Here is a video which gives tips for pollen stain removal from carpet.
This video demonstrates removal of the pollen stain with sticky tape, which is exactly what Stain-Removal-101.com also recommends for removing a pollen stain.
I like this video for two reasons.
First, I like it because it demonstrates the process for using sticky tape to remove as much pollen as possible from the carpet. (This will also work on upholstery and clothing, by the way.)
Second, I like the video because it shows what happens when you try to wet the pollen stain with a stain removal solution before actually removing as much pollen as possible from the carpet -- a ground in stain which is almost impossible to remove.
I hope this video has helped you get rid of your pollen stains, so you can sit back and enjoy your flowers without fear!
I received this tip from an SR101 reader for cleaning pollen off objects, when it first appears.
SR101 Reader says:
The first thing to do, ASAP, is to switch on the vacuum and place the hose end on the pollen.
Sometimes all the pollen will come away, but if your item is damp (e.g. a T shirt on a hot day) it won't all come away, so other methods may need to be used.
However, on dry fabric or carpet I've found the vacuum works well.
Thanks for your pollen stain removal tip. Sometimes the most obvious things work well.
I think the key with this tip is to use the suction from the vacuum hose. You don't want to run the roller brushes over the area, because this could just grind the pollen into the fabric more. Instead, just plain suction to remove it works best.
I used soapy wire wool to remove pollen from a white (!) composite granite style bench top.
It came off in an instant.:)
Thanks for this quick tip Sue.
I would caution everyone that while steel wool may work wonders for removing stains from hard surfaces you should always try it first in an inconspicuous area first, because it may cause scratching and dulling on some surfaces.
I'd love to hear from others who've tried to get pollen off counters and other hard surfaces to share how you've done it.
Removing Lilly Pollen Stains From Clothing With A Freezer
Lilly pollen stains can be some of the worst to try to remove because the pollen falls off so easily, and is so brightly colored.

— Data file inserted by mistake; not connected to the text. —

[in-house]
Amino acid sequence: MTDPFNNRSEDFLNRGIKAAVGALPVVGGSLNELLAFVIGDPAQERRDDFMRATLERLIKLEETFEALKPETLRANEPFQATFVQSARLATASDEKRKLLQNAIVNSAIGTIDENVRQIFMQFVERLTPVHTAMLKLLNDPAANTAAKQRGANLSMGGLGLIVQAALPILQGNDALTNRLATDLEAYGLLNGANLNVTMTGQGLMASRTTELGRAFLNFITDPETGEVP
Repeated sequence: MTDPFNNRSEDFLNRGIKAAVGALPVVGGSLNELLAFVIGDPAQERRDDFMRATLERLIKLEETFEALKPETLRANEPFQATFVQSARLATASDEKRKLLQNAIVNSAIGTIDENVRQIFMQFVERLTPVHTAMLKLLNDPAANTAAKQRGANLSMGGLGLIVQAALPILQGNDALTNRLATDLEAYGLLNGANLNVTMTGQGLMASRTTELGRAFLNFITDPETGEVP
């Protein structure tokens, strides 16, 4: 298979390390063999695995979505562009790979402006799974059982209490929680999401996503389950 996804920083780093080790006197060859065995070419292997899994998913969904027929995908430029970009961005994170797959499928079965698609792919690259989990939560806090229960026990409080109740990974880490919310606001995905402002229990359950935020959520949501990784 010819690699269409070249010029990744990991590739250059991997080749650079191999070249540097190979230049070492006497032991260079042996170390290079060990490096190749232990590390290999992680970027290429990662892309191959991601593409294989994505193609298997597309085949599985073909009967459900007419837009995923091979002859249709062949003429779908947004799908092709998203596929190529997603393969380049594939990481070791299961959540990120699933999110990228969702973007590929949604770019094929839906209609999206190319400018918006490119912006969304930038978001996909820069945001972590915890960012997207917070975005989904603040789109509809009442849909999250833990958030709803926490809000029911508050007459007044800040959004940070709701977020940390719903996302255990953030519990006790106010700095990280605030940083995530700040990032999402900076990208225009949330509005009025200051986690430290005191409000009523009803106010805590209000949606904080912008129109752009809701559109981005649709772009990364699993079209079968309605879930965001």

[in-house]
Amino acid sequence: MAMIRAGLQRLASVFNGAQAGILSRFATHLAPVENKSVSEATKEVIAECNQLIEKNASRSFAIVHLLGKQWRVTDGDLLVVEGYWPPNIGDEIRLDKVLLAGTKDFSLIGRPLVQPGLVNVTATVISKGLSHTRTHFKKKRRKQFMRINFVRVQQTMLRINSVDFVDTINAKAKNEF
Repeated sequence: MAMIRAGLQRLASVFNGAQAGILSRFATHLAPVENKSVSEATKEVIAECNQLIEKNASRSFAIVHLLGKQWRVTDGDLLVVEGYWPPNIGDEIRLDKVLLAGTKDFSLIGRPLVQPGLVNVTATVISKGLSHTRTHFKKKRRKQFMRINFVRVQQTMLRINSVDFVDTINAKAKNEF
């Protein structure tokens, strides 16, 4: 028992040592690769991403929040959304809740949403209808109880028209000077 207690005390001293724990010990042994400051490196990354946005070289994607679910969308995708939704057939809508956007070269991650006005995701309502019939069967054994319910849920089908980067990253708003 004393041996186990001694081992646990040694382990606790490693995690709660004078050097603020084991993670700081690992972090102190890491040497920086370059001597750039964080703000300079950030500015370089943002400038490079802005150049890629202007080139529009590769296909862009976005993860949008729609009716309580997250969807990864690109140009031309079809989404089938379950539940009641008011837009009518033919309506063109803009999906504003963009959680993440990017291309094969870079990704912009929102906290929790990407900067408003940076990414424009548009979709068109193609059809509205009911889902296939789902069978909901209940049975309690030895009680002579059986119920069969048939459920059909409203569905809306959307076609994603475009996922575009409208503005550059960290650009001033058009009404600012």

You can get the stains either from brushing against the flower or if the flower arrangement accidentally falls over, for example.
Below is method for removing lilly pollen for clothing, which is to place the clothing in the freezer for a couple of hours before trying to remove it.
She then suggests using an old toothbrush to brush off the pollen, but I think using tape to pick up the pollen grains is still a better bet, because it is less likely to grind the pollen into the fabric.
Of course, when it is cold that is less likely to happen, which is why she suggests freezing the clothing first, before attempting to brush any pollen off.
I'd love to hear from others sharing how putting the clothing in the freezer works for you for removing the pollen.
In addition, tell us how using a laundry pretreater and Oxiclean works for you for removing the stain left behind by the pollen, which is what she suggests.
As you can see I've gathered quite a collection of tips here for removing these stains, but there are always more methods possible for pollen stain removal.
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CAUTION: This website is provided for informational purposes only. It is provided as is, without warranties or guarantees. Some stains and messes just won't come out, and are permanent. Further, some cleaning methods can harm your item, so if what you want to clean or launder is sentimental or expensive call a professional. See disclaimer of liability for more information.